Japanese GP 2017: A spark plug failure put Sebastian out of the title race!

Those dark clouds, which had built up over Ferrari in Malaysia, seemed to have followed the team to the land of the rising sun. Kimi had crashed out in the last free practice session, causing a lot of extra work for the mechanics. The team managed to fix the car in time for the qualifying, but they had had to change the gearbox due to the damage; this meant an inevitable 5-place grid penalty for the Iceman. 

Q2 saw different tyre strategies. The Finns, both facing a 5-place grid penalty for an unscheduled gearbox change, opted for the yellow-marked soft tyres, whereas the rest opted for the supersoft compound. Hamilton’s storming pace proved, that Mercedes was back on top form in Suzuka. The Briton’s pace was so mind-blowing, that after the first runs in Q3 I knew, that pole was out of anyone else’s reach. Hamilton took his first-ever Suzuka pole by over four tenths to Sebastian! Bottas’ second run made the Finn jump second, so P3 was the maximum result for Sebastian. This time Ricciardo was the faster one of the Red Bull drivers, qualifying fourth ahead of teammate Verstappen. Kimi didn’t make it higher than P6. Due to Bottas’ grid penalty, Sebastian was to start the race on the front row alongside Hamilton. Due to various other penalties, Bottas was dropped down to P6 and Kimi down to P10. I knew Sebastian had to deliver in the race to keep his title hopes alive. 

But what a pitch-black Sunday it turned out to be! Ferrari’s nightmare began already before the start. Sebastian reported a spark plug issue already on the installation lap. The Ferrari mechanics did everything they could to fix the issue before the start. It was so hectic with the car in the garage that Sebastian missed attending the Japanese national anthem ceremony, which drivers are obliged to attend. But the team managed to get Sebastian’s Gina on the second grid slot, which gave me hope that the spark plug issue had been successfully fixed.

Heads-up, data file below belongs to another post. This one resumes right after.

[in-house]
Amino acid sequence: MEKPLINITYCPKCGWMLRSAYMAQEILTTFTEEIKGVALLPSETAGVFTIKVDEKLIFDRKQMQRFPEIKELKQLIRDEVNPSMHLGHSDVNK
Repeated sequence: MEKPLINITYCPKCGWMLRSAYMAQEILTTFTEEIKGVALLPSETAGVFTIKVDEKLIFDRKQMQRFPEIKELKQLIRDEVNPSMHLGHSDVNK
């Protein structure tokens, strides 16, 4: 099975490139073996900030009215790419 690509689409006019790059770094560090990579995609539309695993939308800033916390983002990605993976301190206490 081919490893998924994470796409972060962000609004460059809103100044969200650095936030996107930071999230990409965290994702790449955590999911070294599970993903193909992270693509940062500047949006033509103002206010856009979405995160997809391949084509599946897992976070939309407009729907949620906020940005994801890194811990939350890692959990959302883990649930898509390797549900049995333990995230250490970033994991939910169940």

The lights went out, and the race was on. Hamilton maintained his lead, and Sebastian held on to his second place. The Red Bull ace Verstappen had made his way past teammate Ricciardo, and the flying Dutchman was lurking aggressively right at Sebastian’s tail. Soon the hungry Dutchman made his move and attacked Sebastian, jumping second. Kimi had a battle of his own further back in the pack. Renault’s Hulkenberg was challenging the Iceman on the opening lap, and Kimi ended up going wide, leading him off track. Kimi lost many positions and dropped down to P14. What a setback-filled start for the Ferrari duo! 

Sebastian was in serious trouble on the main straight, as he was utterly toothless against his rivals. Poor German was lacking power badly, and both Red Bulls and Force India’s Ocon had it easy to pass Sebastian. In a heartbeat, Sebastian had dropped down to P6. Meanwhile, Sainz had lost control of his Toro Rosso, ending up in the tyre wall. Safety car was deployed, so for a moment Sebastian stopped losing positions. However, the race was back on after a couple of laps. Mercedes’ Bottas had it easy to move past Sebastian, whose race had turned into the worst nightmare. On lap 4 the German was called in to retire the car. I was absolutely shocked! I refused to believe that a reliability issue was going to make Sebastian lose the world championship! It felt absolutely unacceptable that once again a reliability issue had ruined Sebastian’s race.